There is good news for people with diabetes. The study, published in the Journal of Clinical Investigation, reveals the presence of drugs that stop the development of type 1 diabetes
After examining thousands of drugs through super-sophisticated computers, it was revealed that the drug methyldopa that has been used to treat hypertension in pregnant women was able to block the D08 molecule.
Although not yet able to guarantee 100 percent can cure, at least, this drug works to block the development of the onset of type 1 diabetes. Moreover, this diabetes can strike children from an early age.
Type 1 diabetes disrupts the human immunity. The pancreas fails to regulate insulin production, insulin is not produced or can not be used effectively. Absorption of glucose and energy is impaired when a person has type 1 diabetes.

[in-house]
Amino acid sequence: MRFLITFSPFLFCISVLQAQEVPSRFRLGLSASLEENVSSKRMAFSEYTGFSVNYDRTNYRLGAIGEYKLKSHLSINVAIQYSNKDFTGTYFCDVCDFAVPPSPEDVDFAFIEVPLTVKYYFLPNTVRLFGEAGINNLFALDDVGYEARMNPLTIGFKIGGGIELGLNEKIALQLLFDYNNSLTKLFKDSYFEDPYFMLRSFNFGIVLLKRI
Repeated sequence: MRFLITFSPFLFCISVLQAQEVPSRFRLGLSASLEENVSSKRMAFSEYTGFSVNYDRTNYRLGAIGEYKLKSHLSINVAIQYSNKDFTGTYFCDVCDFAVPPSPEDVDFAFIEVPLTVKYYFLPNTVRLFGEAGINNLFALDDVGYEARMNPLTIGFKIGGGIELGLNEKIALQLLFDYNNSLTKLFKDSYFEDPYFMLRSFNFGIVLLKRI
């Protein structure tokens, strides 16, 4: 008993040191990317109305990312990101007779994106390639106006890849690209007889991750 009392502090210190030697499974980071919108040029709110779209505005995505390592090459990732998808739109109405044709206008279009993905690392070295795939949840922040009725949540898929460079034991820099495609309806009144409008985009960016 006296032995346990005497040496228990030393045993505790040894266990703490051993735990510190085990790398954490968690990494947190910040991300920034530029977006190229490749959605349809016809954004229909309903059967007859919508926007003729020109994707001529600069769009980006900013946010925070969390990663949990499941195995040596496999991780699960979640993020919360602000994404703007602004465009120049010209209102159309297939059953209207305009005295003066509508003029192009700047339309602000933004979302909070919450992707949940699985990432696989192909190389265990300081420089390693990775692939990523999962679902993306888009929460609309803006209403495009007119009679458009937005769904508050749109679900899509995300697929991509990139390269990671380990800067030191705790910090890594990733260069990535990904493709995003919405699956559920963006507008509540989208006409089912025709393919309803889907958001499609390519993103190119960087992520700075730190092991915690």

This 10-year-old study not only takes advantage of computer sophistication. Rats and humans are also involved as drug samples. A total of 20 individuals with diabetes risk factors were asked to swallow the drug three times a day.
After that the effect is monitored. Researchers say, the drug is capable of triggering immunity in 60 percent of individuals with diabetes risk factors. Another advantage of this drug is not to weaken the immunity of other cells.
“This is a personal treatment for the first time, which prevents type 1 diabetes,” says Aaron Michels, a University of Colorado researcher.
“Hopefully, this drug can delay or prevent the occurrence of disease among those at risk,” he added.
This study also opens the opportunity to cure other autoimmune diseases. Drug analysis methods with modern computational systems can be replicated and applied to find out the effectiveness of the drug.
“The same approach can be adapted to prevent autoimmune diseases such as rheumatoid arthritis, colic disease, multiple sclerosis, systemic lupus erythematosus, and so on,” says David Ostrov, a researcher at the University of Florida.